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Biostar TPower I45 Motherboard

Introducing the new TPower series.

September 26, 2008



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This Biostar product starts a new series of TPower motherboards for Intel processors -- the next step in the evolution of the Mid-End T-Series. The manufacturer highlights the following features: stability, high performance (doubtful though), excellent overclocking capacity. Indeed, judging by the official specifications, TPower I45 is a top product. However, note that major motherboard manufacturers have formed a separate market segment for "elite" products notable for luxurious bundles and impressive prices. In this case we have a high-quality motherboard with a lot of technologies that facilitate system building and usability, improve stability and reliability. But TPower I45 doesn't come with a shocking price tag, costing much less than $200.





The PCB layout is very good. Installed memory modules do not conflict with a graphics card. It's not difficult to connect hard drives even if long expansion cards are installed (all SATA ports lay on their sides). All other connectors are also convenient to use. The only gripe we have is the layout of jumpers, especially of the popular Clear CMOS jumper, since a long graphics card would block it. Interestingly, both graphics slots do not change their modes automatically or on a software level -- you have to use jumpers (9 jumpers, each set separately!). This is not very convenient, of course. Besides, a graphics card heatsink blocks access to these jumpers. Still, you have to use them only once. The motherboard offers a standard set of expansion slots: 2 x PCIEx1 and 2 x PCI (you will have to sacrifice one of them if you install a graphics card with a large cooler). Most users will be content with this choice, as peripheral devices are migrating to PCI Express.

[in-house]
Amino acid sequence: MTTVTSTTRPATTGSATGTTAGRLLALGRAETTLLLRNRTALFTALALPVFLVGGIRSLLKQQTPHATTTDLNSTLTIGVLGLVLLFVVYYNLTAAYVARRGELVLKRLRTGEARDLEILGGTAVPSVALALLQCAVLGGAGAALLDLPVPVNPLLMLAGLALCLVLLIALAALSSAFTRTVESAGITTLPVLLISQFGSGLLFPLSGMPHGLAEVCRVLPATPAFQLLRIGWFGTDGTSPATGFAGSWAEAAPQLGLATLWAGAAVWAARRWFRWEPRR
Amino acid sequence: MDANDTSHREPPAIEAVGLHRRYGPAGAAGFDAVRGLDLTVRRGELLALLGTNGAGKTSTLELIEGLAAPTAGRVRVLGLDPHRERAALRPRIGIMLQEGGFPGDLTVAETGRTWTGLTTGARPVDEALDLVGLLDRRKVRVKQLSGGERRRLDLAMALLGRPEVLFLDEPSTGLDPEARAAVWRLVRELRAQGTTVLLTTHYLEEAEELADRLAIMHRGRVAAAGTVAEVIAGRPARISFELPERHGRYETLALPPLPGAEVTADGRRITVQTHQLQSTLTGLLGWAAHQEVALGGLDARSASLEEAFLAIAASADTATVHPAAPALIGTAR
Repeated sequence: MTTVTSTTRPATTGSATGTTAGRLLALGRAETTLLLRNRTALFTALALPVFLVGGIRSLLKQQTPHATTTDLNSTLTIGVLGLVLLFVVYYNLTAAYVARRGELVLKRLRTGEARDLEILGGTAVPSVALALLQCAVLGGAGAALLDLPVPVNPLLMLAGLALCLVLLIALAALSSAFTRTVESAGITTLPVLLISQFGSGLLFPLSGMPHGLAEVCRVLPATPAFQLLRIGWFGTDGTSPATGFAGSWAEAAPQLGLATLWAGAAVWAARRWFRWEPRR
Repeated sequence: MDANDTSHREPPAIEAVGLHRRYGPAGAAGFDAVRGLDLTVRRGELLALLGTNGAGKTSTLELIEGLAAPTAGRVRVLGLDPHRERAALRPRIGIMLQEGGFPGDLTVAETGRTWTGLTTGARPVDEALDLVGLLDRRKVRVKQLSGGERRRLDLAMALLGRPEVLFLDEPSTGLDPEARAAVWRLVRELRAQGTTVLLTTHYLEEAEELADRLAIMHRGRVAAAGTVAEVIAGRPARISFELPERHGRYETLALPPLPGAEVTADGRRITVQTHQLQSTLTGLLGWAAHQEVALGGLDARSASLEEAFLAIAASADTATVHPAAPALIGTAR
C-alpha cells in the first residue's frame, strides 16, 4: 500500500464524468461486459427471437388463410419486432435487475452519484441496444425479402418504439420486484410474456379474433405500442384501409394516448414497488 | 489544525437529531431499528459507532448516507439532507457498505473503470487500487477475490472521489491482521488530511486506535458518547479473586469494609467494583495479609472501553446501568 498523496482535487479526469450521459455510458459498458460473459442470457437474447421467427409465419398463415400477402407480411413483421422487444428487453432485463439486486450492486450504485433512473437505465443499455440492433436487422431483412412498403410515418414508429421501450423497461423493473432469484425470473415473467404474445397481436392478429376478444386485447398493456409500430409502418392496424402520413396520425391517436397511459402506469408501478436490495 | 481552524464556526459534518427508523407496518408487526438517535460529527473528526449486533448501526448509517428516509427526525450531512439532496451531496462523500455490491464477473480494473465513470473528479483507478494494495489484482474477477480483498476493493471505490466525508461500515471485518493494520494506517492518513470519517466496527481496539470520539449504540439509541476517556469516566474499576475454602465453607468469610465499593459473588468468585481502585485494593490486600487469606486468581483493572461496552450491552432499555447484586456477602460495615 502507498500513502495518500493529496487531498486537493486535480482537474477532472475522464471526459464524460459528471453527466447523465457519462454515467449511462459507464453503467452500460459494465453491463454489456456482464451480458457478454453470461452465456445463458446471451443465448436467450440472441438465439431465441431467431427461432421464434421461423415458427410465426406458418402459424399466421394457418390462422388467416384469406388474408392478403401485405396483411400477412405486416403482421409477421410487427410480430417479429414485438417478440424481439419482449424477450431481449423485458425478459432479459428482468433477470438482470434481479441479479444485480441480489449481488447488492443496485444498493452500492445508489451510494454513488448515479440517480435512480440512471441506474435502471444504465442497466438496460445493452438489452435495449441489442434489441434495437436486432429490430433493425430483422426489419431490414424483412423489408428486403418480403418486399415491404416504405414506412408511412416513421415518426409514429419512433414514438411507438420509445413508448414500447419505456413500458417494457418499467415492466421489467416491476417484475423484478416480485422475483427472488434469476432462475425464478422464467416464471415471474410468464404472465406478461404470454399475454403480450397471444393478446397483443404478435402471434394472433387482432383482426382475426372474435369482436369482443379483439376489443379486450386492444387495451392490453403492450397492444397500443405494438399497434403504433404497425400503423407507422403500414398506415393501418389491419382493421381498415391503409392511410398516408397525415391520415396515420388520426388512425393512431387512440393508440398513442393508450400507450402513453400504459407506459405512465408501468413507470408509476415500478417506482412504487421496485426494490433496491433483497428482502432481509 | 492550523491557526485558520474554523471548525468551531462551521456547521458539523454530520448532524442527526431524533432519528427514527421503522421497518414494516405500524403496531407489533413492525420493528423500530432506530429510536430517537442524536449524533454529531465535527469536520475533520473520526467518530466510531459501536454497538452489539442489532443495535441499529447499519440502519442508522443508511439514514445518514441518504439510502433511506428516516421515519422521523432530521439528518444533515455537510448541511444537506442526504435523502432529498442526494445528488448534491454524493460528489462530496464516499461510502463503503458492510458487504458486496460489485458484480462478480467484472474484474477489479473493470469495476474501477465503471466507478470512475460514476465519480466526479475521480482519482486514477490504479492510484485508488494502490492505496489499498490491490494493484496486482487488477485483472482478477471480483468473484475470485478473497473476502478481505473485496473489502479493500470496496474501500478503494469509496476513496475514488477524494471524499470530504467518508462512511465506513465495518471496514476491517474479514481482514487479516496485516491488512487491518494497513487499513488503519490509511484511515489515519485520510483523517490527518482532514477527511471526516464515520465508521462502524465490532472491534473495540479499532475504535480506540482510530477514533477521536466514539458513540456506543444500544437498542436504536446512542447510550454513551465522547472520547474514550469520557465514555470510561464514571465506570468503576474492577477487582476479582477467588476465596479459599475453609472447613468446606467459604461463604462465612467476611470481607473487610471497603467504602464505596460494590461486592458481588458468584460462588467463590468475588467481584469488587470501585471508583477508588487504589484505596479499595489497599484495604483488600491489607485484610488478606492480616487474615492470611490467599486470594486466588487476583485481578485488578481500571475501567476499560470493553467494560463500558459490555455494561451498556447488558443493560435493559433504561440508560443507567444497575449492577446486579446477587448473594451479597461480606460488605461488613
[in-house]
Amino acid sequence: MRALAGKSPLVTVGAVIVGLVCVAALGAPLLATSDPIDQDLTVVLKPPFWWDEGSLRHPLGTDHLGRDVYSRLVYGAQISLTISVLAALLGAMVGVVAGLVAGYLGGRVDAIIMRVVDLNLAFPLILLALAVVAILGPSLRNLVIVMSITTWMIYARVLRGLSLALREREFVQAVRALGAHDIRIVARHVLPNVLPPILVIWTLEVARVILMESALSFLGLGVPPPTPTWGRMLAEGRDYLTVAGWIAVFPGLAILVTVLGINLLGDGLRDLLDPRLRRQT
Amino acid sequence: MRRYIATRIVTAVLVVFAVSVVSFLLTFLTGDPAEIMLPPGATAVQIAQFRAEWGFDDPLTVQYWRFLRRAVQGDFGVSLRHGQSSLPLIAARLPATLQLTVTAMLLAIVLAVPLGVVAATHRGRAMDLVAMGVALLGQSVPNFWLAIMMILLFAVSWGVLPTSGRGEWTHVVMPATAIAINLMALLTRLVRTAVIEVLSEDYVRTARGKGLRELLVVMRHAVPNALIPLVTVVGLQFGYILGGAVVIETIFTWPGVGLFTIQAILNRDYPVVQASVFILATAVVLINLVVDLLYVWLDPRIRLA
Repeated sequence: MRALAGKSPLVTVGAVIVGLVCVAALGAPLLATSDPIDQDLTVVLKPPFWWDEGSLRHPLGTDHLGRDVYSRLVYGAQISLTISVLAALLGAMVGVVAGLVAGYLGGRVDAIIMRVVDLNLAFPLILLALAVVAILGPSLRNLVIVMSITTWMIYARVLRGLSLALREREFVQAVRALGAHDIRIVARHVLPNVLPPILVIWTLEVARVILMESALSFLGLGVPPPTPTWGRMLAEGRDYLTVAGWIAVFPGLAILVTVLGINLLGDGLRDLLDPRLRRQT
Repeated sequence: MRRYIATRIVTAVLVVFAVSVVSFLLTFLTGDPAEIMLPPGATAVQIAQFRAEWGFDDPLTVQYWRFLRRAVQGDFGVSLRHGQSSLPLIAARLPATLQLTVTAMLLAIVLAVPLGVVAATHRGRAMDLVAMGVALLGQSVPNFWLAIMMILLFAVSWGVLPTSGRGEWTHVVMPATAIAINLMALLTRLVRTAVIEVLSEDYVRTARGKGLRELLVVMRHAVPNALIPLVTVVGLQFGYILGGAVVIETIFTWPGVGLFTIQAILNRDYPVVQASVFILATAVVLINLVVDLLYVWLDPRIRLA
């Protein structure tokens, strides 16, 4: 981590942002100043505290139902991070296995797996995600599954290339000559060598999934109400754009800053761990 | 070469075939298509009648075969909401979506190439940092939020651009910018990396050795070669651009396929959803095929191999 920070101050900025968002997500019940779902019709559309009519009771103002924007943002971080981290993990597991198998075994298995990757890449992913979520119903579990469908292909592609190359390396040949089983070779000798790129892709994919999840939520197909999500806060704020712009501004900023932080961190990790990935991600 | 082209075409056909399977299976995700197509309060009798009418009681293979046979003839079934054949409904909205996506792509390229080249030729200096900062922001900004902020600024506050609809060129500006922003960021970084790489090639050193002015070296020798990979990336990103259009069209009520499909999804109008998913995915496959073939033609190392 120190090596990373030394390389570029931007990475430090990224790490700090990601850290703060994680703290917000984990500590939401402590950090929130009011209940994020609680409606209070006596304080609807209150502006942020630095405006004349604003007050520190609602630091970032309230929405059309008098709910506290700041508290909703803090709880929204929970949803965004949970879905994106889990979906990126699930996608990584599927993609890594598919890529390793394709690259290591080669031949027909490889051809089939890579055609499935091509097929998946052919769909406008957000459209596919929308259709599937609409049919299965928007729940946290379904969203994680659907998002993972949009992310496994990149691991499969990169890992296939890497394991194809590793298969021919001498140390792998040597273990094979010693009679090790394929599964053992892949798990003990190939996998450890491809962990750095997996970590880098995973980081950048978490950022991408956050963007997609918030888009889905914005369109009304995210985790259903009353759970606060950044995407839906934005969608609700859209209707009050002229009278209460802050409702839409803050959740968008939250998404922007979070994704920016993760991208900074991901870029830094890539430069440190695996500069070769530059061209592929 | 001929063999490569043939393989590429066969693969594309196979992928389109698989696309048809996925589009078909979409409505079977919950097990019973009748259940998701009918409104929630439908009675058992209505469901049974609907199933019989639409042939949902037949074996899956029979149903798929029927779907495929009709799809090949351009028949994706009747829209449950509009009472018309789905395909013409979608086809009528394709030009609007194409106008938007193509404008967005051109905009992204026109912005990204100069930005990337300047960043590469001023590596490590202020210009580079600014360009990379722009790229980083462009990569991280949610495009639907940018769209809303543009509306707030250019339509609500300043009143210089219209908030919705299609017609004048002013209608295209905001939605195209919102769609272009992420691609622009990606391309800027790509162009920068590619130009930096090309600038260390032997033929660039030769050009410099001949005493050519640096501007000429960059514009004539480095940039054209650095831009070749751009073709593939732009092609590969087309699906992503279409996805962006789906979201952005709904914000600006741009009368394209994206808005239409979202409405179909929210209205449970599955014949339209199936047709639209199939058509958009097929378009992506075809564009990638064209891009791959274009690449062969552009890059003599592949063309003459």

The switching voltage regulator of the processor is the most important component for overclocking, especially for long-term usage. This one looks decent: four channels (three field-effect transistors per channel), screened-core chokes, 3 x 330 uF (16 V) and 8 x 820 uF polymeric capacitors. Polymeric capacitors are also used in all other circuits, including the memory voltage regulator (reinforced with L elements). Moreover, in order to improve audio quality (filtering high-frequency noise) Biostar uses a high-Q audio codec and installs one capacitor per output channel. We'll evaluate how good this solution is in our integrated audio test.